9 p.m. Oct. 23 at 930 Art Center, 930 Mary St. in Louisville. Free. (502) 635-2554. www.the930.org.
The cost of a road trip to Louisville will be your only expense for what might well be one of the regional concert highlights of the fall. Friday night at the ultra-intimate 930 Art Center is a rare concert evening with Joe Henry, Americana stylist-turned-avant-pop journeyman who doubles as one of today's most scholarly and insightful (and in-demand) record producers.
We first got a look at Henry the performer in the mid-'90s, when he performed in Lexington and Louisville as an opening act for bands including Son Volt. He already was starting to shed the Jayhawks-style alt-country leanings that underscored his albums, including 1992's Kindness of the World and the exceptional 1994 EP disc Fireman's Wedding. With turn-of-the-millenium albums Fuse (1999) and Scar (2001) — both essential recordings in the Henry catalog — the stylistic contours of his music began to warp. His three most recent albums — 2003's Tiny Voices, 2007's Civilians and the new Blood From Stars — take on almost Tom Waits-like abstractions that balance carnival-like playfulness and dark, noir-style pop accents.
On Blood From Stars, which probably will be the focus of Friday night's free show in Louisville (part of the 930's opening of an exhibition of works by Cincinnati photographer Michael Wilson titled Whatever Happened to Martha?), such stylistic corrosion is detailed by way of the wiry guitars, stark percussion, jazzy dissonance and vocal animation that enhance the songs Death to the Storm, Suit on a Frame and The Man I Keep Hid. But the deconstructed orchestration of This Is My Favorite Cage might better reflect the solo acoustic setting that Henry will perform in Friday.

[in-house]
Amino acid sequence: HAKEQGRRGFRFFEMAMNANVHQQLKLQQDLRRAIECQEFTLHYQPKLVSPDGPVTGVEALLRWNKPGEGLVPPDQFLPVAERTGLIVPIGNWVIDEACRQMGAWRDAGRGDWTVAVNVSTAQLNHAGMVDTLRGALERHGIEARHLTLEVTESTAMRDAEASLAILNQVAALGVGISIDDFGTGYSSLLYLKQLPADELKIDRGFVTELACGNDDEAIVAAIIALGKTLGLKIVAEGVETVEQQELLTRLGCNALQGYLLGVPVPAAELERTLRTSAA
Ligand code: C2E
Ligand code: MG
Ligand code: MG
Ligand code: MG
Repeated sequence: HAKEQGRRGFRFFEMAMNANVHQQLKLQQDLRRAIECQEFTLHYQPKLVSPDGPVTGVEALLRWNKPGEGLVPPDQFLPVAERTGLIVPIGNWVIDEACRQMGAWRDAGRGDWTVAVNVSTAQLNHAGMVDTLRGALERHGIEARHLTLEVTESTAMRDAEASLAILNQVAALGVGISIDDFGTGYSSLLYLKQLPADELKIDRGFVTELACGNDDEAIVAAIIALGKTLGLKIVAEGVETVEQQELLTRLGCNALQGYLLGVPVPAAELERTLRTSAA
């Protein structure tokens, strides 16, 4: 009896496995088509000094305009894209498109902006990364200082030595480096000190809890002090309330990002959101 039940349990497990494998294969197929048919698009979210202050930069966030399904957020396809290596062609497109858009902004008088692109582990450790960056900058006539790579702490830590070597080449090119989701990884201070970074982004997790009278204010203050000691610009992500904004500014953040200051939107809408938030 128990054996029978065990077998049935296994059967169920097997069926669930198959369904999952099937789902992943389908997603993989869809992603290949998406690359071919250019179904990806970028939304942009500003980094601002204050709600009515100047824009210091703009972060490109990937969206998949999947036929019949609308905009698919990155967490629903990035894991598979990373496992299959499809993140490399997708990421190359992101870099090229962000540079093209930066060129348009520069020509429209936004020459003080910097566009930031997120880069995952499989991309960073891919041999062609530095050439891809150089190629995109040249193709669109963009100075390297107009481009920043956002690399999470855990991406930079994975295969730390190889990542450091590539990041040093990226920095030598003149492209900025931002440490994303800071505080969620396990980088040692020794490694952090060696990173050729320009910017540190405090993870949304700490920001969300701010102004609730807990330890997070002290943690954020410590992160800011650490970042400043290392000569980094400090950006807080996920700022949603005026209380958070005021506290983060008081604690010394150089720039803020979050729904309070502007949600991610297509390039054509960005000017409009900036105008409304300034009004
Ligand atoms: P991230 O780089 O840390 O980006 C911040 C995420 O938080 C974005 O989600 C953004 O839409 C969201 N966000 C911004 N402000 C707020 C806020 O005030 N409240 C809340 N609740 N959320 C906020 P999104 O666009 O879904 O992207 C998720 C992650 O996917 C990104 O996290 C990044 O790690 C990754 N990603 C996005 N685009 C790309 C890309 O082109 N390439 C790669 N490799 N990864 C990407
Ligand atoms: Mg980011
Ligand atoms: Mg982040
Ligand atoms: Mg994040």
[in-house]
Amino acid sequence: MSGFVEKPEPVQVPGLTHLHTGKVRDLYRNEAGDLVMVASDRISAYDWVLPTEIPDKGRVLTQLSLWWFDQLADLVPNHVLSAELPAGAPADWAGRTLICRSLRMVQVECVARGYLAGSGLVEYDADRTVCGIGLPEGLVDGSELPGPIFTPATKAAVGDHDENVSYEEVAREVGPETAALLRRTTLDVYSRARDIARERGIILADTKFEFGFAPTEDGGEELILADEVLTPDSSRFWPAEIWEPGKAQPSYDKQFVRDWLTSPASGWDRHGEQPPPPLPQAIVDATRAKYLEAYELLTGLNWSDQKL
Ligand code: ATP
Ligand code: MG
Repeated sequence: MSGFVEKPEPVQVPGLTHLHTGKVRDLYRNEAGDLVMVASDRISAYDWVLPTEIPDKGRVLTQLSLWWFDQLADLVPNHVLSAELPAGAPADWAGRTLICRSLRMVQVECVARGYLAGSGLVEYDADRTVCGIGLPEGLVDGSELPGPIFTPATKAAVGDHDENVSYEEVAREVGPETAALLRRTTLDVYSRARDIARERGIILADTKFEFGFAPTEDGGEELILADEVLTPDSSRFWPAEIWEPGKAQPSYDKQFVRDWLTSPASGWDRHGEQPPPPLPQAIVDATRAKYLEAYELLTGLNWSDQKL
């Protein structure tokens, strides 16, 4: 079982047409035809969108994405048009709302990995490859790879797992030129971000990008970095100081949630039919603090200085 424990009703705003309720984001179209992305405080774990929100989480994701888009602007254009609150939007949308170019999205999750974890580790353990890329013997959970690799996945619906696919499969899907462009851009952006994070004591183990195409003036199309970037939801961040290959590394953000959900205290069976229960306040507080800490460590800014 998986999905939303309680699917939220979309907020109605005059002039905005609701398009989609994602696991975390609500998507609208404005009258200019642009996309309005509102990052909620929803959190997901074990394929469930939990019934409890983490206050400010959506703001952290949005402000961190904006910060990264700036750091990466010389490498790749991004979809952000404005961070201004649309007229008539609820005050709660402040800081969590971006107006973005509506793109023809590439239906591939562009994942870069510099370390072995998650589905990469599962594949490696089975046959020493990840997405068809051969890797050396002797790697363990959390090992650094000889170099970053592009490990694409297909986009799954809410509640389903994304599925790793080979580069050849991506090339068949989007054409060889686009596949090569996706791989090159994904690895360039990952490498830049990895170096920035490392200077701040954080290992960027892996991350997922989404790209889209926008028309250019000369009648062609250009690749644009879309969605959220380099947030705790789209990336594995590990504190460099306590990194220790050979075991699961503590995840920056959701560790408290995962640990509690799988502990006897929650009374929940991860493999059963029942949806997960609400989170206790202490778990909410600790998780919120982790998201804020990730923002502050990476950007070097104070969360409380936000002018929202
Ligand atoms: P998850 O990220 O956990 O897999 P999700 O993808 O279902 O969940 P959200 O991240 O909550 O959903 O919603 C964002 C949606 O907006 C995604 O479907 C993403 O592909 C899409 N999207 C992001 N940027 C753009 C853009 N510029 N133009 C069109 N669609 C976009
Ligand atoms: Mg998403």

Henry has made just as much music with other artists as he has on his own over the past eight years or so. A devotee of vintage soul, he has produced recordings for Allen Toussaint (including this year's extraordinary The Bright Mississippi), Solomon Burke (the Grammy-winning Don't Give Up on Me) and Bettye LaVette (her comeback recording I've Got My Own Hell to Raise). He also has produced more pop- and folk-directed works for Loudon Wainwright III, Ani DiFranco, Teddy Thompson and Aimee Mann.
On his Web site, www.joehenrylovesyoumadly.com, Henry recently divulged two 82-year-old icons for whom he is currently producing albums: jazz-blues vocalist/pianist Mose Allison and calypso great Harry Belafonte.
No tickets are required for the Louisville performance. Seating is general admission. The Wilson exhibit begins at 7 p.m.
Digging in the Dirt
The ageless Nitty Gritty Dirt Band is back in Lexington as the lone guest at Monday's taping of the WoodSongs Old-Time Radio Hour at the Kentucky Theatre, 214 East Main Street. Jimmy Ibbotson has left the lineup again (he departed initially in 1977), but principal members Jimmie Fadden, Jeff Hanna, John McEuen and Bob Carpenter are still on board.
Their new album, Speed of Life, is ripe with the folk, pop and country charm that has long distinguished such champion Dirt Band recordings as Uncle Charlie and his Dog Teddy (1970), the first of the three Will the Circle Be Unbroken roots-music summits (1972) and the way-underrated Dream (1975).
Slick in spots, although nowhere near so as the band's country-pop fare of the '80s, Speed of Life abounds with highlights. Among them: the back-porch reinvention of the Canned Heat classic Going Up the Country, the misty McEuen banjo interlude Lost in the Pines, and the blues-triggered ode to a bluegrass legend in Jimmy Martin. (7 p.m. $20. For ticket information and reservations, call (859) 252-8888. www.woodsongs.com.)